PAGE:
Recently, the $2 trillion “Coronavirus Aid, Relief, and Economic Security” (“CARES”) Act was signed into law. The CARES Act is designed to help those most impacted by the COVID-19 pandemic, while also providing key provisions that may benefit retirees.1
To put this monumental legislation in perspective, Congress earmarked $800 billion for the Economic Stimulus Act of 2008 during the financial crisis.1
The CARES Act has far-reaching implications for many. Here are the most important provisions to keep in mind:
Stimulus Check Details. Americans can expect a one-time direct payment of up to $1,200 for individuals (or $2,400 for married couples) with an additional $500 per child under age 17. These payments are based on the 2019 tax returns for those who have filed them and 2018 information if they have not. The amount is reduced if an individual makes more than $75,000 or a couple makes more than $150,000. Those who make more than $99,000 as an individual (or $198,000 as a couple) will not receive a payment.1 For more information, see the IRS website here.
Business Owner Relief. The act also allocates $500 billion for loans, loan guarantees, or investments to businesses, states, and municipalities.1 See the Department of the Treasury site for more information here.
Your Inherited 401(k)s. Distributions can be waived in 2020 for Inherited Accounts, 401(k)s, and IRAs. People who have inherited 401(k)s or Individual Retirement Accounts can suspend distributions in 2020. Required distributions don’t apply to people with Roth IRAs; although, they do apply to investors who inherit Roth accounts.2
RMDs Suspended. The CARES Act suspends the minimum required distributions most people must take from 401(k)s and IRAs in 2020. In 2009, Congress passed a similar rule, which gave retirees some flexibility when considering distributions.2,3 (Note: Under the CARES act, an accountholder who already took a 2020 distribution has up to 60 days to return the distribution without owing taxes on it.)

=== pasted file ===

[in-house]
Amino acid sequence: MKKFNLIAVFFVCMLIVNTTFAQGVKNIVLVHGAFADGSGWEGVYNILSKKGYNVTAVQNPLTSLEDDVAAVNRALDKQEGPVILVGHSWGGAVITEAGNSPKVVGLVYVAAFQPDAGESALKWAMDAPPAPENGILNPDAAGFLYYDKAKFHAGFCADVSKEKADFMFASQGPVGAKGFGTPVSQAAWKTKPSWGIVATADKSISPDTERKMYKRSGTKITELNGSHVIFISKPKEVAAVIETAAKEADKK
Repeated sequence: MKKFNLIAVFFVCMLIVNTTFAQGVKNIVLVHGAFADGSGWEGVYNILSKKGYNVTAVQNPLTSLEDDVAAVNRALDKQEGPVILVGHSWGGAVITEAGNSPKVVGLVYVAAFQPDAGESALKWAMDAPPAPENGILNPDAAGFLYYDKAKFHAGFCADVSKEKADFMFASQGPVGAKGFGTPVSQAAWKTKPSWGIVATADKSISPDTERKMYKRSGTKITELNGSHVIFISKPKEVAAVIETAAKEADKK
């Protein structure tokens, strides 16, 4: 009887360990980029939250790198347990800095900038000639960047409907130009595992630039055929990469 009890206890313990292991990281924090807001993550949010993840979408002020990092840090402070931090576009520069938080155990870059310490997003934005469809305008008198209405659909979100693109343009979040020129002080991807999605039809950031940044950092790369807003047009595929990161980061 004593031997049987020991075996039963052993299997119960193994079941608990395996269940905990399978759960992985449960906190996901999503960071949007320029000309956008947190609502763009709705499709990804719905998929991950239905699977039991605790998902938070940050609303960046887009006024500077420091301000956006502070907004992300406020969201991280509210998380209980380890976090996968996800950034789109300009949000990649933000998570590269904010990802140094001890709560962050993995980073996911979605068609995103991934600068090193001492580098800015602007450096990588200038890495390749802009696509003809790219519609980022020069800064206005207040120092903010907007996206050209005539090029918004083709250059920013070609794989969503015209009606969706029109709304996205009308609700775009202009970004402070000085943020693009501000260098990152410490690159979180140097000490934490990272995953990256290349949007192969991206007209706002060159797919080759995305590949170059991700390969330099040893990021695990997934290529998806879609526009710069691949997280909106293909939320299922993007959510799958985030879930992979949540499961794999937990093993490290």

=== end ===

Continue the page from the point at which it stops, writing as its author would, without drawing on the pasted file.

Withdrawal Penalties. Account owners can take a distribution of up to $100,000 from their retirement plan or IRA in 2020, without the 10-percent early withdrawal penalty that normally applies to money taken out before age 59½. But remember, you still owe the tax.4 (Note: Accountholders can always withdraw more. But if they take less than the minimum required, they could be subject to a 50% penalty on the amount they should have withdrawn – except for 2020.)
Many businesses and individuals are struggling with the realities that COVID-19 has brought to our communities. The CARES Act, however, may provide some much-needed relief.
Tax deadline has changed. Not specifically tied to the CARES act but significant to almost everybody: the deadlines to file and pay federal income taxes have both been extended to July 15, 2020. Note that if you are expecting a refund, you should file as soon as possible. This IRS website has information about Coronavirus tax relief programs here.
Citations: 1 – CNBC.com, March 25, 2020.; 2 – The Wall Street Journal, March 25, 2020.; 3 – The Wall Street Journal, March 25, 2020.; 4 – The Wall Street Journal, March 25, 2020.
This material was prepared by MarketingPro, Inc., and does not necessarily represent the views of the presenting party, nor their affiliates. This information has been derived from sources believed to be accurate. Please note – investing involves risk, and past performance is no guarantee of future results.